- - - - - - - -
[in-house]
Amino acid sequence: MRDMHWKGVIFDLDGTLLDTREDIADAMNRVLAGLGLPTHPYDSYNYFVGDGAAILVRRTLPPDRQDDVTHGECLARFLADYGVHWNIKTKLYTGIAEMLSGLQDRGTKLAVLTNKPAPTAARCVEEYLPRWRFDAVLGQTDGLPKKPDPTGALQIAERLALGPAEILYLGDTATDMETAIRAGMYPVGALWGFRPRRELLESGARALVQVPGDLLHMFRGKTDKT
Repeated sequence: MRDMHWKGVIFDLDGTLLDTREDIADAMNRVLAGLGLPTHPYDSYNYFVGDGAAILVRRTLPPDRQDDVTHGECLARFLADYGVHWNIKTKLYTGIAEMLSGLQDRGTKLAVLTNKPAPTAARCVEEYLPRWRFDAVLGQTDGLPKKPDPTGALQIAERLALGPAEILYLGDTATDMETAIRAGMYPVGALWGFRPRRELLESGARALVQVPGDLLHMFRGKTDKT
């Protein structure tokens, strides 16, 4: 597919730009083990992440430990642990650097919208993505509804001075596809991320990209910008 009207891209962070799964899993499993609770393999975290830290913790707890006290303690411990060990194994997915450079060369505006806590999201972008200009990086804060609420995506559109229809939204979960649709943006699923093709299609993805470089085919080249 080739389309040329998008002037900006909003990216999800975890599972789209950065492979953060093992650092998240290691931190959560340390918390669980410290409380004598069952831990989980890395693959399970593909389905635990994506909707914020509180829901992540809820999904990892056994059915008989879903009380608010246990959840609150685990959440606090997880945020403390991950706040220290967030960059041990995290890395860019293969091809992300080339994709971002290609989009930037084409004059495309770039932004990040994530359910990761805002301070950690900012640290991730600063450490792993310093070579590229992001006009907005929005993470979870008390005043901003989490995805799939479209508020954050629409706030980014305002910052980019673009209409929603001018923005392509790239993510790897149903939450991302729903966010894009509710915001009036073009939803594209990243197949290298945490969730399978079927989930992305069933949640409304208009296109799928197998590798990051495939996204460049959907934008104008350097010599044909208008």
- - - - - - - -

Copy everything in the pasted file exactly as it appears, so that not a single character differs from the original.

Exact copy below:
[in-house]
Amino acid sequence: MRDMHWKGVIFDLDGTLLDTREDIADAMNRVLAGLGLPTHPYDSYNYFVGDGAAILVRRTLPPDRQDDVTHGECLARFLADYGVHWNIKTKLYTGIAEMLSGLQDRGTKLAVLTNKPAPTAARCVEEYLPRWRFDAVLGQTDGLPKKPDPTGALQIAERLALGPAEILYLGDTATDMETAIRAGMYPVGALWGFRPRRELLESGARALVQVPGDLLHMFRGKTDKT
Repeated sequence: MRDMHWKGVIFDLDGTLLDTREDIADAMNRVLAGLGLPTHPYDSYNYFVGDGAAILVRRTLPPDRQDDVTHGECLARFLADYGVHWNIKTKLYTGIAEMLSGLQDRGTKLAVLTNKPAPTAARCVEEYLPRWRFDAVLGQTDGLPKKPDPTGALQIAERLALGPAEILYLGDTATDMETAIRAGMYPVGALWGFRPRRELLESGARALVQVPGDLLHMFRGKTDKT
């Protein structure tokens, strides 16, 4: 597919730009083990992440430990642990650097919208993505509804001075596809991320990209910008 009207891209962070799964899993499993609770393999975290830290913790707890006290303690411990060990194994997915450079060369505006806590999201972008200009990086804060609420995506559109229809939204979960649709943006699923093709299609993805470089085919080249 080739389309040329998008002037900006909003990216999800975890599972789209950065492979953060093992650092998240290691931190959560340390918390669980410290409380004598069952831990989980890395693959399970593909389905635990994506909707914020509180829901992540809820999904990892056994059915008989879903009380608010246990959840609150685990959440606090997880945020403390991950706040220290967030960059041990995290890395860019293969091809992300080339994709971002290609989009930037084409004059495309770039932004990040994530359910990761805002301070950690900012640290991730600063450490792993310093070579590229992001006009907005929005993470979870008390005043901003989490995805799939479209508020954050629409706030980014305002910052980019673009209409929603001018923005392509790239993510790897149903939450991302729903966010894009509710915001009036073009939803594209990243197949290298945490969730399978079927989930992305069933949640409304208009296109799928197998590798990051495939996204460049959907934008104008350097010599044909208008």